Dutch farmer protests: Emissions regulations lead to rise of new political movement

Dutch farmer protests: Emissions regulations lead to rise of new political movement

Farmers in the Netherlands have attracted global attention by blocking roads, dumping manure and protesting outside the houses of politicians.

On Saturday, fresh protests took place in The Hague ahead of provincial elections set to take place on 15 March which will appoint members of the Dutch Senate.

More than 10,000 farmers joined the action, many flying the country’s flag upside down in a symbolic representation of the movement. 

Members and supporters of the Farmers Defense Force (FDF) demonstrate against the government’s nitrogen policy in the Zuiderpark in The Hague.ROBIN UTRECHT/AFP

They say that the new regulations to cut nitrogen emissions have been exaggerated and current proposals to solve the problem are unfair and ineffective.

Now a new political force is rising in the country in the wake of these protests: the BoerBurgerBeweging (BBB) or Farmer-Citizen Movement. The party was founded in 2019 by agricultural journalist Caroline van der Plas – currently its only MP.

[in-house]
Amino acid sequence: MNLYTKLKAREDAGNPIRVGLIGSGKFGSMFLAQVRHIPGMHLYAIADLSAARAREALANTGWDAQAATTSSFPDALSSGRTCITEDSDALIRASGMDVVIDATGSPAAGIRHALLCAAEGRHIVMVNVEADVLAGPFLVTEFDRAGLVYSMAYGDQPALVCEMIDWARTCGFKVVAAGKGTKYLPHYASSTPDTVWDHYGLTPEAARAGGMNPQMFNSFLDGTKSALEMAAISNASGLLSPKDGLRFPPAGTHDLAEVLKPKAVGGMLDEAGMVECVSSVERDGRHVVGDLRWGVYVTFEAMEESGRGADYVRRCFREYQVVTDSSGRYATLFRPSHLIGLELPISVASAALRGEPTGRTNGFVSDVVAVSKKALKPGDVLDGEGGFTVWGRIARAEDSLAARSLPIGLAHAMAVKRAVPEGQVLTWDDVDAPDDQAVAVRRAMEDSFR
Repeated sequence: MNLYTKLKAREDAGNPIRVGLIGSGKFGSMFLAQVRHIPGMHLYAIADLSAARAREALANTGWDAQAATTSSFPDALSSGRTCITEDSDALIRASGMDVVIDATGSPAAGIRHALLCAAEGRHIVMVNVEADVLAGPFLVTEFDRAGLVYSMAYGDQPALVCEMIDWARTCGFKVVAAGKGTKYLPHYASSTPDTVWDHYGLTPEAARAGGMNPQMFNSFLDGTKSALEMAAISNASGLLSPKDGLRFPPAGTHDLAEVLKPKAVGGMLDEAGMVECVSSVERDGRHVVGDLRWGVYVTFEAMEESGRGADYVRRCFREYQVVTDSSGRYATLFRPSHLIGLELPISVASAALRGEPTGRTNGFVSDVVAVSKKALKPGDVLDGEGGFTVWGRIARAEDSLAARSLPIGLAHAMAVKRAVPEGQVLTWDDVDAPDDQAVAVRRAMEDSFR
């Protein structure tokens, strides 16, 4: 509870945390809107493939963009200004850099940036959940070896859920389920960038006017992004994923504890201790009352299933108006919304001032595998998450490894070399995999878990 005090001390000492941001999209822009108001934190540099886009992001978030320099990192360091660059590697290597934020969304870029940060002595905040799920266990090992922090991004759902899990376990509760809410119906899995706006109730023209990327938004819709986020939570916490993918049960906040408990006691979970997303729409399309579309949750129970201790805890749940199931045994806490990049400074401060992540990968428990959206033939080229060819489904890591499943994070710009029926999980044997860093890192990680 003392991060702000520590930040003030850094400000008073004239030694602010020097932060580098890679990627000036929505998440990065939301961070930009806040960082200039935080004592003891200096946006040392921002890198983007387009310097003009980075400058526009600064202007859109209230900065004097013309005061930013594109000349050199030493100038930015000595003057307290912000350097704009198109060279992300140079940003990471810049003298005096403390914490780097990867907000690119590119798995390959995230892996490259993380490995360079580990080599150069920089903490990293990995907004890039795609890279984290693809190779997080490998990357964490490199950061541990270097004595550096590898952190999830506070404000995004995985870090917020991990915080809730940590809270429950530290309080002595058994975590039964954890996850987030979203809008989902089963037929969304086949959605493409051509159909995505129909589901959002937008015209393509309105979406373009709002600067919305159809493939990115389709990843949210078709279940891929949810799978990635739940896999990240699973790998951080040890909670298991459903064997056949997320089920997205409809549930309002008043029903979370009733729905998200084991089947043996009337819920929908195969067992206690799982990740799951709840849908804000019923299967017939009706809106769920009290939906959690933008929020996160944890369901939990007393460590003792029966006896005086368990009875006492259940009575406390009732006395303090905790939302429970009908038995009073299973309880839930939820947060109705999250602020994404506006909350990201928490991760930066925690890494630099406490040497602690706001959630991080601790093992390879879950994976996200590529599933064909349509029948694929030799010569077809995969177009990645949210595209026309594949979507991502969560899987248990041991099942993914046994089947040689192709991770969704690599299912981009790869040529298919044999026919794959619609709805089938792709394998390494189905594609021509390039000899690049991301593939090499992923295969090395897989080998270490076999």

Why are Dutch farmers protesting?

Prime Minister Mark Rutte has committed to halving nitrogen emissions in the Netherlands by 2030. Levels of nitrogen oxides in the country’s air and water are currently higher than EU regulations allow.

A lot of these emissions come from the waste produced by the country’s more than 100 million cows, pigs and chickens. Despite its small size, the Netherlands is the world’s second-biggest exporter of agricultural products by value behind the US.

To cut nitrogen emissions, the government plans to reduce livestock numbers by a third and it could mean that some farmers face compulsory buyouts. 

Despite many in rural regions acknowledging the significance of the climate crisis, Rutte has been criticised for the sudden announcement of these agriculture plans.

Why is the BBB growing in popularity?

The upcoming elections will appoint members of the Dutch Senate from across the country. These representatives and regional governments are responsible for translating goals like the plan to reduce nitrogen emissions into real plans.

The latest polling indicates that BBB could take around 12 per cent of the vote.

Party leader Caroline van der Plas of the BoerBurgerBeweging (BBB) delivers a speech during a debate on nitrogen policy.Bart Maat / ANP / AFP

The government’s plans to reduce the number of livestock in the Netherlands and close some farms have caused the party to soar in popularity – especially in rural areas. In the north and east of the country, polling indicates it could even become the largest political party.

If the BBB wins enough seats in the Dutch Senate, it could form an alliance with far-right parties to block these new nitrogen emission regulations.


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